Thus begins Lissar’s long, profound, and demanding journey away from treachery and pain and horror, to trust and love and healing.

Book Review: Rebel of the Sands

rebel of the sands

Rebel of the Sands
by Alwyn Hamilton
YA Fantasy
314 pages
Published 2016

More Middle-eastern themed fantasy! And by a Canadian writer, though she was only born there, she mostly grew up in France, so I’m not really sure it counts for my Read Canadian Challenge. But it is one I’ve been wanting to read for a while, and when I was at Barnes & Noble for Book Club, I noticed it on the bargain shelf, so I snagged it, along with another YA fantasy based on Norse Mythology called Valkyrie. There’s two more books in the series now, Traitor to the Thone and Hero at the Fall, so I’ve requested those from the library because I really enjoy this world!

Amani is a girl in a country that doesn’t value women, and treats them as useless property only good for breeding sons. The country is basically occupied by another country that the Sultan is “allied” with, but lets run roughshod over his people. She has her sights set on escaping her backwoods, dead-end town, and running to the capital city, where the aunt she’s never met lives. All of that is derailed when she meets Jin at an underground shooting competition, and then later hides him from the armed forces hunting him.

The country is definitely middle-east inspired, but there’s a lot of religion-bashing, and complaining about the culture oppressing women. It’s the same problem I have with a lot of knight-and-castle era fantasy – just because historically in OUR world those time periods weren’t kind to women, doesn’t mean they have to be the same in fantasy. It’s FANTASY! It can be anything you want! Break the tropes! It’s a fine line to walk, taking the good parts of a culture without just cherry-picking and appropriating the culture, and who’s judging what the good and bad parts are, anyway? So I understand it’s difficult, but bashing the culture in a book inspired by their mythology is not quite cool, either. I feel like City of Brass hit a nice middle ground of embracing the culture of the inspiration without bashing parts of it.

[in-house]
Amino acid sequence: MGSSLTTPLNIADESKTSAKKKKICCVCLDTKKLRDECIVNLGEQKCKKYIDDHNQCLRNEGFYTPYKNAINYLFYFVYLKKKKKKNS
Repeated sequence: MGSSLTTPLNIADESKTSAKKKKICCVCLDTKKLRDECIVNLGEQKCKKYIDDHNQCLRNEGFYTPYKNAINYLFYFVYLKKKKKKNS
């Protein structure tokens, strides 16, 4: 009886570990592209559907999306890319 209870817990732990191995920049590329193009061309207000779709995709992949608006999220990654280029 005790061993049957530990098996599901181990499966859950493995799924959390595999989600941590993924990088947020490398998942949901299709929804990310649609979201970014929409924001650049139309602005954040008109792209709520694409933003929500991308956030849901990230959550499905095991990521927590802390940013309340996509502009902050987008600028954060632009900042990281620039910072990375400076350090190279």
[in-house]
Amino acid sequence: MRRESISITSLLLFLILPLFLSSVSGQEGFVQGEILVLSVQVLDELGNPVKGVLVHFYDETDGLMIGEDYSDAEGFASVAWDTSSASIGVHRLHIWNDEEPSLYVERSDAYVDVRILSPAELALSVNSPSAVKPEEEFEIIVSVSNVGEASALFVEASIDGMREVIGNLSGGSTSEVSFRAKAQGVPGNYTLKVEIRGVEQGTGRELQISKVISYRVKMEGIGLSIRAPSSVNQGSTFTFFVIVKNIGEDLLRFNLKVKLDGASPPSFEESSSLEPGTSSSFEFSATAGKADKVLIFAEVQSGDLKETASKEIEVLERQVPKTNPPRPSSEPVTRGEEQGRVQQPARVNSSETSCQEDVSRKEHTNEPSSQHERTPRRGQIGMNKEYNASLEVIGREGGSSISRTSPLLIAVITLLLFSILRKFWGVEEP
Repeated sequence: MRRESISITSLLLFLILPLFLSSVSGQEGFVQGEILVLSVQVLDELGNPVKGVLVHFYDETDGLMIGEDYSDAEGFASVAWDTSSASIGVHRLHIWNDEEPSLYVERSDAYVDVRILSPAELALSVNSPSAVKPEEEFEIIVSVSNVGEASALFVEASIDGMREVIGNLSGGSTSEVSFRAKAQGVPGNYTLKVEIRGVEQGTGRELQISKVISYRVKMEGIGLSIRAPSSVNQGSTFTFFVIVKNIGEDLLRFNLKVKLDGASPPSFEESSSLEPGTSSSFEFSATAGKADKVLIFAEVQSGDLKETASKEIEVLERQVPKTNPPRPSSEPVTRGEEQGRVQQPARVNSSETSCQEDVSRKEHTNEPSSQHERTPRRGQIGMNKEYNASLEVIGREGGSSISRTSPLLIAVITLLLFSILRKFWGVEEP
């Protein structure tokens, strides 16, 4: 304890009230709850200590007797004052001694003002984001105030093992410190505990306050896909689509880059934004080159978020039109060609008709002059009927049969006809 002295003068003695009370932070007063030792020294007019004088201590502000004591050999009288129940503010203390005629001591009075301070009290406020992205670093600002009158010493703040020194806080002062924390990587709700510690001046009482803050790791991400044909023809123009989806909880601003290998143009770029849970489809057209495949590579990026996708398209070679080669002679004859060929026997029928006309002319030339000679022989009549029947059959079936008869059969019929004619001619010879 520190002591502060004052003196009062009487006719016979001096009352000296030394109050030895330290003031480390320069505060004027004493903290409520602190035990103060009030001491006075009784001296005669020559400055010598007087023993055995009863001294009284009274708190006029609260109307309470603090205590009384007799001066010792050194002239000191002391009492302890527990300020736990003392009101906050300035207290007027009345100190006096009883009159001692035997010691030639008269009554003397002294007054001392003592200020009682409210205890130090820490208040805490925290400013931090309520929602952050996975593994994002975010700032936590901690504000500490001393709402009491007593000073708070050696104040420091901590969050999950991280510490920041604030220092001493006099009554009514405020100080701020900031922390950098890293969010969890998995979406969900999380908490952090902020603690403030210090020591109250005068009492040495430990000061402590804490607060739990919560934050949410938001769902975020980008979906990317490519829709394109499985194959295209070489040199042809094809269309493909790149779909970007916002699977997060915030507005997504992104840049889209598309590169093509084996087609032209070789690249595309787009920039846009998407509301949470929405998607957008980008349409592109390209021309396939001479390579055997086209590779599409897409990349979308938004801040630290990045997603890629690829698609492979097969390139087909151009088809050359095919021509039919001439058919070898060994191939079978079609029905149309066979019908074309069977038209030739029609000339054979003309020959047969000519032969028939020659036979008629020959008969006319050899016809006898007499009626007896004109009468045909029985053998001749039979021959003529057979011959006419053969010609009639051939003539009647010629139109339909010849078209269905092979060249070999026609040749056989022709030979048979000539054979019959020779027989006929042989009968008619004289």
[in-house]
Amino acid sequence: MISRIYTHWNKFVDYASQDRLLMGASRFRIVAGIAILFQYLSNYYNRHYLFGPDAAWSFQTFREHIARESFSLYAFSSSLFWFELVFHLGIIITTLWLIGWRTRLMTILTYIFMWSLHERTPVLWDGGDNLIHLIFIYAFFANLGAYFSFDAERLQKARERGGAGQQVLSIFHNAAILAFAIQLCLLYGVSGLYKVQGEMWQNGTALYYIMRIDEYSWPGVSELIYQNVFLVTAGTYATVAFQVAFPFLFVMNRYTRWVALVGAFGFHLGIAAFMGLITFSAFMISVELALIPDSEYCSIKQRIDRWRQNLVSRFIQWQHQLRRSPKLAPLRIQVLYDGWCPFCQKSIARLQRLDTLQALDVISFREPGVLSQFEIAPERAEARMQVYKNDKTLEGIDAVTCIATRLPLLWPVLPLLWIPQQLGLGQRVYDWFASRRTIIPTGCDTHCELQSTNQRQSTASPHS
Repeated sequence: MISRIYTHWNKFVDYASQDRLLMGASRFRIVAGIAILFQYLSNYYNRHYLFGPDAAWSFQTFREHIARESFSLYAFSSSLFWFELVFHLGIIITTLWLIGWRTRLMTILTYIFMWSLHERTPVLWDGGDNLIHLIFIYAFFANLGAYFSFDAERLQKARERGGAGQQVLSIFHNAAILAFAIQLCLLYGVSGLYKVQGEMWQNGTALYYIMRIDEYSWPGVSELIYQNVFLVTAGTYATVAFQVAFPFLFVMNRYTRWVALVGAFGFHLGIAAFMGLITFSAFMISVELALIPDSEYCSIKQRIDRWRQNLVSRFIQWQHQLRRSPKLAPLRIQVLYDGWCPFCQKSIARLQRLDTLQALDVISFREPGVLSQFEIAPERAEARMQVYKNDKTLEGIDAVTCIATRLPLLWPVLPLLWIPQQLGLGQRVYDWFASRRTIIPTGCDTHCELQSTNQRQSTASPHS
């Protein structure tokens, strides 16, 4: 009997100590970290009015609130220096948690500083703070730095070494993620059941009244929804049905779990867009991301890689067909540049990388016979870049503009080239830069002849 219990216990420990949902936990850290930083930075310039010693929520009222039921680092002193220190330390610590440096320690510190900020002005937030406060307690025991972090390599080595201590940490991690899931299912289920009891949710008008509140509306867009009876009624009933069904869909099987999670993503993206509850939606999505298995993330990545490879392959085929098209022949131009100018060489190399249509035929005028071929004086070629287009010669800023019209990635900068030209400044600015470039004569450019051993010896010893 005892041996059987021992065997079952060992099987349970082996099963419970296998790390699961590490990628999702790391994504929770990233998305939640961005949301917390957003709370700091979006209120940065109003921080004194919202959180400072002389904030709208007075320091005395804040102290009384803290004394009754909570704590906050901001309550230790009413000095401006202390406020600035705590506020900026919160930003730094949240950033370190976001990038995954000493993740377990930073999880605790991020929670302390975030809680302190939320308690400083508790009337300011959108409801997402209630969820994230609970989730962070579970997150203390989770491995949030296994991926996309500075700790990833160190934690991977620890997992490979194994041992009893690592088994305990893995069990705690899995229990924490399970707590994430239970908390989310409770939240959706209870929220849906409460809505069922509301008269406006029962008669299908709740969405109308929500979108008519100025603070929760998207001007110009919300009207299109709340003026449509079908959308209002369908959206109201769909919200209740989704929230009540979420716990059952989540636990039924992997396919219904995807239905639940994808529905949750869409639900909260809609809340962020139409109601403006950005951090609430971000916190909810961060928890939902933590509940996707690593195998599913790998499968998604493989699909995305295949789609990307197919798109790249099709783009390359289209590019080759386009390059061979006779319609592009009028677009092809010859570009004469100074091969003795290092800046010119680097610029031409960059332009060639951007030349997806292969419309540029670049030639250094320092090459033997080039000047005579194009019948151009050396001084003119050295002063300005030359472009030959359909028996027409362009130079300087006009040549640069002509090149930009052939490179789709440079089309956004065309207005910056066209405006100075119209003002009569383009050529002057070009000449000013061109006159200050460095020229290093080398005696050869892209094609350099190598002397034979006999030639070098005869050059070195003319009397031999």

That gripe aside, I really enjoyed the world-building. I’m not quite sold on the characters yet – Amani is far too quick to abandon things she should fight for – but I’m interested enough to see how they progress in the next two books.

Rebel of the Sands was also a past Goodreads Choice winner, filling that prompt of the PopSugar 2018 reading challenge.

From the cover of Rebel of the Sands:

Mortals rule the desert nation of Miraji, but mythical beasts still roam the wild and remote areas, and rumor has it that somewhere, djinn still perform their magic. For humans, it’s an unforgiving place, especially if you’re poor, orphaned, or female. Amani Al’Hiza is all three. She’s a gifted gunslinger with perfect aim, but she can’t shoot her way out of Dustwalk, the back-country town where she’s destined to wind up wed or dead.

Then she meets Jin, a rakish foreigner, in a shooting contest, and sees him as the perfect escape route. But though she’s spent years dreaming of leaving Dustwalk, she never imagined she’d gallop away on mythical horse—or that it would take a foreign fugitive to show her the heart of the desert she thought she knew.

This startlingly original Middle-East-meets-Wild-West fantasy reveals what happens when a dream deferred explodes—in the fires of rebellion, of romantic passion, and the all-consuming inferno of a girl finally embracing her power.

Book Review: Star Wars: Ahsoka

ahsoka tanoStar Wars: Ahsoka
by E. K. Johnston
Space Fantasy (Star Wars)
356 pages
Published 2016

I’ve been wanting to read this novel for a long time, as Ahsoka Tano is my favorite character from the Clone Wars cartoon, and second-favorite in the entire Star Wars series. (Because General Leia exists.) I picked the book up at a used book store in Oregon when we went home from the holidays, but I’ve just had so many other things to read. I finally read it for May 4th, Star Wars Day.

I didn’t like it as much as I wanted to. I’ve read another book by Johnston, That Inevitable Victorian Thing, which I enjoyed but thought was too fluffy. And comparing this to the last Star Wars book I read – Phasma – this tilts that way too. It’s not as fluffy as TIVT – people die, and the Empire is the ever-looming possible doom that it always is – but it just didn’t feel as gritty as Phasma did. Perhaps it shouldn’t; Phasma is a villain, and her backstory is suitably dark. And Ahsoka, here, is floundering a little in the wake of Order 66, and being alive when none of her compatriots, to her knowledge, are.

I did enjoy learning how she got her lightsabers back, and the story should lead well into the Rebels cartoon, which I have yet to watch.

So I don’t know. It was an entertaining book, and it was effective at furthering Ahsoka’s story, it just…wasn’t quite what I wanted.

The book does, however, fit the Popsugar 2018 prompt of “Takes place on another planet.”

From the cover of Star Wars: Ahsoka:

She thought her war was over, but a new battle is just beginning…

Ahsoka Tano, once a loyal Jedi apprentice to Anakin Skywalker, planned to spend her life serving the Jedi Order. But after a heartbreaking betrayal, she turned her back on the Order to forge her own path, knowing Anakin and the other Jedi would still be there for her should she ever need them.

Then the Emperor took over the galaxy and the Jedi were ruthlessly murdered. Burdened with grief and guilt, Ahsoka is now truly on her own, unsure she can be part of something larger ever again. She takes refuge on the remote farming moon Raada, where she befriends a young woman named Kaedan and begins to carve out a life for herself. But Ahsoka cannot escape her past or the reach of the Empire. When Imperial forces occupy Raada, she must decide whether to become involved – even if it means exposing her Jedi past. Her choices will have devastating effects for those around her . . . and lead her to a new hope for the galaxy.